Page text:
Expect to pay about $13,000/year to maintain a 400,000-gallon tank and about $23,000 for a 2-million-gallon tank. Photo: James Didawick
Expect to pay about $13,000/year to maintain a 400,000-gallon tank and about $23,000 for a 2-million-gallon tank. Photo: James Didawick

In a small community like ours — population 4,000 — the water storage tank is one of the largest and most visible landmarks. We have two: 2-mgd and .43-mgd.

Most water systems take justifiable pride in maintaining treatment plants and pipelines, parts of the water system that, although critical, are largely out of site and out of mind to the general public. But how many communities are just as proud of their storage tanks?

Instead of viewing maintenance as a necessary evil, consider this: That asset preserves the quality of your community's water, stores water that puts out fires, and maintains pressure throughout the system for the benefit of homes, restaurants, and businesses. The tank should receive the same type of regular preventive maintenance as a personal vehicle. At the very least, the maintenance contract should require:

  • An annual inspection of both the tank and tower to ensure the overall structure is sound and watertight
  • An interior washout and inspection every other year. Check access covers, visible interior piping, valves, and lighting for normal wear and tear; and overflow flapper valves for debris that could hinder flow.
  • Breaking it down further, the maintenance contract also should require the service provider to:

  • Use high-pressure equipment with chemical injection, as needed, to completely drain and clean the tank to remove mud, silt, and other accumulations that could harm the tank or contents. Upon completion, thoroughly inspect and disinfect the interior with a granular calcium hypochlorite mix in proportion to tank volume before returning the tank to service.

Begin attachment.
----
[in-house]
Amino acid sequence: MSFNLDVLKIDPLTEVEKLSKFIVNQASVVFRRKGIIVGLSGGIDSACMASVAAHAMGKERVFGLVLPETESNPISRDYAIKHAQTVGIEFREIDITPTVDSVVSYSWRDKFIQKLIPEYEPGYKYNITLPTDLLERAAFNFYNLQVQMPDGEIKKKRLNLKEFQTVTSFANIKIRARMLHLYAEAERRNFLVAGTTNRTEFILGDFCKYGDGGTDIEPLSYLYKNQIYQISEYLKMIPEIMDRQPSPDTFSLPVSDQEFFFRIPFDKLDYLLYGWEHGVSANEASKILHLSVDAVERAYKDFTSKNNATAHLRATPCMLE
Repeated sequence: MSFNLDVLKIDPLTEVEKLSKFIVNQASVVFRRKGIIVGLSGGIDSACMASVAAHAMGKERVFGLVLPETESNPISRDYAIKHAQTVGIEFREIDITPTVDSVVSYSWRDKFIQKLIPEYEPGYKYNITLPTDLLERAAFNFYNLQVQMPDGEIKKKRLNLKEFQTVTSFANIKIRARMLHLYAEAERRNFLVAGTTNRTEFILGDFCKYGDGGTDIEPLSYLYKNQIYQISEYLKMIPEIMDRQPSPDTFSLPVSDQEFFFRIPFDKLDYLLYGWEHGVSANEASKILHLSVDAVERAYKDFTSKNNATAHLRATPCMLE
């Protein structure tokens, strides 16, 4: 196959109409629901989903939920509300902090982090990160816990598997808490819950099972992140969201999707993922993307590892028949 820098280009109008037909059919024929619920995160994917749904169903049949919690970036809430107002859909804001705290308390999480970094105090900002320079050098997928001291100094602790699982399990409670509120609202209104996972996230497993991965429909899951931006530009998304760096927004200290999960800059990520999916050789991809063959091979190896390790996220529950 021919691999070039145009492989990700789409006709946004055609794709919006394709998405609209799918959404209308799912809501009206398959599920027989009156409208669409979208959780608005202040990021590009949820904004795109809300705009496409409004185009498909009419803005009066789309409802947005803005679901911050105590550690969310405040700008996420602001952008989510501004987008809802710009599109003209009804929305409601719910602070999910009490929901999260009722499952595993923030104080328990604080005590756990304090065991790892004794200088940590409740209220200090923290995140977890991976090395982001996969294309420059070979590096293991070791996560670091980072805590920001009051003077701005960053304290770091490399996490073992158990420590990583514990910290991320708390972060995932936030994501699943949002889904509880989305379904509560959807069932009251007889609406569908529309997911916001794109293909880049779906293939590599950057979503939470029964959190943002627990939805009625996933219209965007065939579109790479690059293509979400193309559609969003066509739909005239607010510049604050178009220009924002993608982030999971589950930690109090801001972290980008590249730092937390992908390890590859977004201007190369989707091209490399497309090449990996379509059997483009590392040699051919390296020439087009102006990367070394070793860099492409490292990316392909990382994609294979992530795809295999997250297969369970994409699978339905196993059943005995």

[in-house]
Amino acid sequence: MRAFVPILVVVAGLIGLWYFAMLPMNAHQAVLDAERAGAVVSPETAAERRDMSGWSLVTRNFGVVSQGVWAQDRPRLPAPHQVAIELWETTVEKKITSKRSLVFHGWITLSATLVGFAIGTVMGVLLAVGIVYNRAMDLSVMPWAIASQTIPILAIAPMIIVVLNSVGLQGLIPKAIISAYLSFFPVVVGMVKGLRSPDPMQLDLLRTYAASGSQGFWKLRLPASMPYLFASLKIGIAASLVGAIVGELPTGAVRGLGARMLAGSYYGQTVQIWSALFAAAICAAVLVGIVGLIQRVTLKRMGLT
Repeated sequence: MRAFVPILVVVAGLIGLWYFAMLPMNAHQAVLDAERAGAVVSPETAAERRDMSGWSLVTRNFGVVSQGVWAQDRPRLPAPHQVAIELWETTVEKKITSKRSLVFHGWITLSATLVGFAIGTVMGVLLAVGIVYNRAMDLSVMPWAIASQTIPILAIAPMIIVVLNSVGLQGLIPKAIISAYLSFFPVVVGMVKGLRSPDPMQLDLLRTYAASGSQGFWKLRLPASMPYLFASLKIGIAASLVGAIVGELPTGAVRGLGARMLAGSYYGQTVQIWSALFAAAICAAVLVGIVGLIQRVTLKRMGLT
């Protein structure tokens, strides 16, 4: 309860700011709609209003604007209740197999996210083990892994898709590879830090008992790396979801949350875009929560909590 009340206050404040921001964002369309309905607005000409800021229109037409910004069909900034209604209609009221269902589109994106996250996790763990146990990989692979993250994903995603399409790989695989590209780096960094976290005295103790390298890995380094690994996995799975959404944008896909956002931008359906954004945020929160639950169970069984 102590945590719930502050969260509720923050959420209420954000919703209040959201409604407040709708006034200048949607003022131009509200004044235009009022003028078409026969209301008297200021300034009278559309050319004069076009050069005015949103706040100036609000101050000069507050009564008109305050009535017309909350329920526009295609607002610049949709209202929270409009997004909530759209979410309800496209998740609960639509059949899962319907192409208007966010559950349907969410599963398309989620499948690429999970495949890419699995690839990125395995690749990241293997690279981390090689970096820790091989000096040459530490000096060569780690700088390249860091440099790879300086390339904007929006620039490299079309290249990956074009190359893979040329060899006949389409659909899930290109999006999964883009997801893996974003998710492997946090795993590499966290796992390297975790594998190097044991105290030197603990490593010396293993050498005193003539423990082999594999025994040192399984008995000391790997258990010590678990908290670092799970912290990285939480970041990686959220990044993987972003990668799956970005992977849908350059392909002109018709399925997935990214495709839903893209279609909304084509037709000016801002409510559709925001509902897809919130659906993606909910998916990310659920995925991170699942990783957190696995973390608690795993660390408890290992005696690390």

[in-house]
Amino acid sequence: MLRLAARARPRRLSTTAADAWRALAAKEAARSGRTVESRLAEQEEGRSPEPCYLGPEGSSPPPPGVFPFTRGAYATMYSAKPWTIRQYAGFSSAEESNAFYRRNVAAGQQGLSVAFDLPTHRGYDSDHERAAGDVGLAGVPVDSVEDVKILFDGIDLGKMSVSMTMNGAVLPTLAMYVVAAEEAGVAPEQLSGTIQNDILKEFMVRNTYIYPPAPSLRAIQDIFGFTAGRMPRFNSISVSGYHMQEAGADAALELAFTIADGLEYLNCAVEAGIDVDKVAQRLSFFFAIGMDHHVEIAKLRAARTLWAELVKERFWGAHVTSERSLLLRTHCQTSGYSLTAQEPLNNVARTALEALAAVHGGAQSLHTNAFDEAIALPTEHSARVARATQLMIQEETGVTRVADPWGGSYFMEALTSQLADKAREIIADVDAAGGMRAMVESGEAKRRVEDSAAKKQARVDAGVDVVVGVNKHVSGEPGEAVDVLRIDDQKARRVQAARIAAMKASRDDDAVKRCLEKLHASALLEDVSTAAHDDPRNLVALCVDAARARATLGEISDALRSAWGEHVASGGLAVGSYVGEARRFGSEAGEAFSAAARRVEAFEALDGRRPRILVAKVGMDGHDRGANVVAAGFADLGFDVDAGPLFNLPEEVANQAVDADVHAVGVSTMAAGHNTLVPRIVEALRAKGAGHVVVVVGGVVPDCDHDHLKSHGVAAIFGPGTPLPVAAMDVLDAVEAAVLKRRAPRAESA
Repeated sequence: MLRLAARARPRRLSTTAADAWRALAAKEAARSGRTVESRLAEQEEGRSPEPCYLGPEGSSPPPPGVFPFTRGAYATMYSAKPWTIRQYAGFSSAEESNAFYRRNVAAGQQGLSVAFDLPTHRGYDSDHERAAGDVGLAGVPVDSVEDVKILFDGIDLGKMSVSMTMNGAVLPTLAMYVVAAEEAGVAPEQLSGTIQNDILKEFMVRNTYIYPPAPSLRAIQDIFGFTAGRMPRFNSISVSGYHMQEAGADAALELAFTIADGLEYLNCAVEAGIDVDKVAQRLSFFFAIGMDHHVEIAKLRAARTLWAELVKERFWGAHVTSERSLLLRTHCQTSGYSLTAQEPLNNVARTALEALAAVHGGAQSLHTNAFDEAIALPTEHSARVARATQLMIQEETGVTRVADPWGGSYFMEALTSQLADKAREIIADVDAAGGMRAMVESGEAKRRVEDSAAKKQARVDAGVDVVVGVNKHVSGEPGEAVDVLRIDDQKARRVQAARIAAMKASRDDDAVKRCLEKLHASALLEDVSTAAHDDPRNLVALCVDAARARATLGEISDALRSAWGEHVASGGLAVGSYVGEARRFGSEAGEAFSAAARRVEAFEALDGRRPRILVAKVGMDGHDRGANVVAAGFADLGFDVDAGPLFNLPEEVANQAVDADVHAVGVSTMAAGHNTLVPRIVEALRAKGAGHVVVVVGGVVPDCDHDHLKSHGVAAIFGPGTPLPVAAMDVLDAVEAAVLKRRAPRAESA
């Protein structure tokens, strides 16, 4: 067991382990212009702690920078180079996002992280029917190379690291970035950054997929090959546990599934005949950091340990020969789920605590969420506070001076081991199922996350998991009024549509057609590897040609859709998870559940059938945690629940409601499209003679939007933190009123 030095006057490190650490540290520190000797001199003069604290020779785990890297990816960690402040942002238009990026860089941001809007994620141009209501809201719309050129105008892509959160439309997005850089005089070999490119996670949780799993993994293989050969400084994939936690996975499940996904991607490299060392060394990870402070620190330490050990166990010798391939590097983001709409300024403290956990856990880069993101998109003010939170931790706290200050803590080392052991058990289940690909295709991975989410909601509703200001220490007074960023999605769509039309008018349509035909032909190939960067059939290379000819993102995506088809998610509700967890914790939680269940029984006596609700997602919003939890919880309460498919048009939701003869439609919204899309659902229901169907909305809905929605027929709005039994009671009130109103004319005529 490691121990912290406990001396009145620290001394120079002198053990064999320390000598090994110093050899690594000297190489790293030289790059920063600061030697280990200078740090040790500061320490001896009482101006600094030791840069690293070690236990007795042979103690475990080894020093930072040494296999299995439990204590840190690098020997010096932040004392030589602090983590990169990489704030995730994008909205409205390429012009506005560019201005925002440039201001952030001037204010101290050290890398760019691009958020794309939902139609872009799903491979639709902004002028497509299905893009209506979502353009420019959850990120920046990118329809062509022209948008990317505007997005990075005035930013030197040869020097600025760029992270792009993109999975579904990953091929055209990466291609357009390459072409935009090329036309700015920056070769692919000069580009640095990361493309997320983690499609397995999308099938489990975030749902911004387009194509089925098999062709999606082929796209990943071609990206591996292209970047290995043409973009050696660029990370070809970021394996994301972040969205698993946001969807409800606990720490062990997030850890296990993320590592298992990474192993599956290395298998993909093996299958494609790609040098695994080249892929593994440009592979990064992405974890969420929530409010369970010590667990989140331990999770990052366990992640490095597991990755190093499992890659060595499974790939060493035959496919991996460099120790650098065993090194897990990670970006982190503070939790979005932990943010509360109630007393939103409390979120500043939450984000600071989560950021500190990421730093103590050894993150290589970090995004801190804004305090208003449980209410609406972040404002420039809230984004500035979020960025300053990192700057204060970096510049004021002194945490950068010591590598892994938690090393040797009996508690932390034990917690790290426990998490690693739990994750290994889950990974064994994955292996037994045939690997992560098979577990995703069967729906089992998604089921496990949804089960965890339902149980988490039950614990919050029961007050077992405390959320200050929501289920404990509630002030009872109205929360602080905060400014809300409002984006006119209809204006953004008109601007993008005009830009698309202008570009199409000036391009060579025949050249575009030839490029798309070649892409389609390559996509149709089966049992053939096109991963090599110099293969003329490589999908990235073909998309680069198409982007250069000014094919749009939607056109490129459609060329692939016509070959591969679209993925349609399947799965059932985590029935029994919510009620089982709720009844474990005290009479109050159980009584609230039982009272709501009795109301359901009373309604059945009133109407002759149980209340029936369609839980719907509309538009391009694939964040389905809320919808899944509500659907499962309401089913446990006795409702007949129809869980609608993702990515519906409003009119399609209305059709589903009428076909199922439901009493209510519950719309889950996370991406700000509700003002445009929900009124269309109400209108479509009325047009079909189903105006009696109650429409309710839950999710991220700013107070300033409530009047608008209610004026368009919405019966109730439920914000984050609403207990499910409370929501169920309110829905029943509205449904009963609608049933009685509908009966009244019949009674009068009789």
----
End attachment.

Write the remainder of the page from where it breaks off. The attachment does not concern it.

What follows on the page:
• Clean and repaint the interior and/or exterior when complete repainting, rather than touch-ups, is necessary.
  • Determine the need for interior painting by the thickness of the liner and its protective coating, which the contractor should have examined during the interior washout.
  • Determine the need for exterior painting by the protective condition and appearance of existing paint. Both the owner and contractor should look for peeling, blistering, or cracking; the side that faces prevailing weather conditions may be faded.
  • When painting's necessary, use products and processes that meet or exceed local health department requirements; and check with the Steel Structures Painting Council for disinfection, surface preparation, and coating materials.
  • Include logos and any other artwork in the checklist for exterior maintenance.
  • Include a sample insurance certificate with the initial proposal.
  • Follow state specifications for cleaning and coating potable water tanks. In our case, the Virginia Department of Health Office of Drinking Water Programs dictates operations and maintenance and preparation.
  • Furnish relief valves if your system operates off a single tank or if one of a multiple of tanks is taken out of service for maintenance.
  • Provide a written report detailing work done — whether an inspection, maintenance, or repair — that includes photographs, structure condition, types of services and repairs that were performed, and date and time. This document becomes an important part of the tank's history, and it gives new employees a thorough written record of operations and maintenance to which they can refer as they prepare to operate the tank.
  • Given our litigious society, it never hurts to have the proper documentation if you're ever faced with defending operational decisions.


    In this post-9/11 era, it's also important to guard against the potential for vandalism and acts of sabotage.

    One of the easiest ways to do this is to install a perimeter fence around the tank and an anti-climb device on all access ladders to prevent unauthorized persons from entering the tank area and climbing the tower. Title 29 in the Code of Federal Regulations provides requirements for the installation of anti-climb and fall-prevention devices.

    Depending upon the size and height of your structure, a good anti-climb/fall-prevention device can be installed for a few thousand dollars.

    Key control is another important factor in limiting access. Store spare keys to all locks on the tanks away from the tank — the treatment plant, municipal office, or police department office — so only authorized employees have access.

    Whenever possible, ask local law enforcement to place tank sites on routine patrol routes.

    Cell phone companies may want to install an antenna on the tank for better transmission and signal reception. Your maintenance contractor should be able to broker the space on your behalf and negotiate proper compensation. Approach tank maintenance like you would any investment that you expect to appreciate in value over time. Through thoughtful planning, that asset will provide many years of good service.

    — Didawick ([email protected]) is the superintendent of public works for the Town of Woodstock, Va.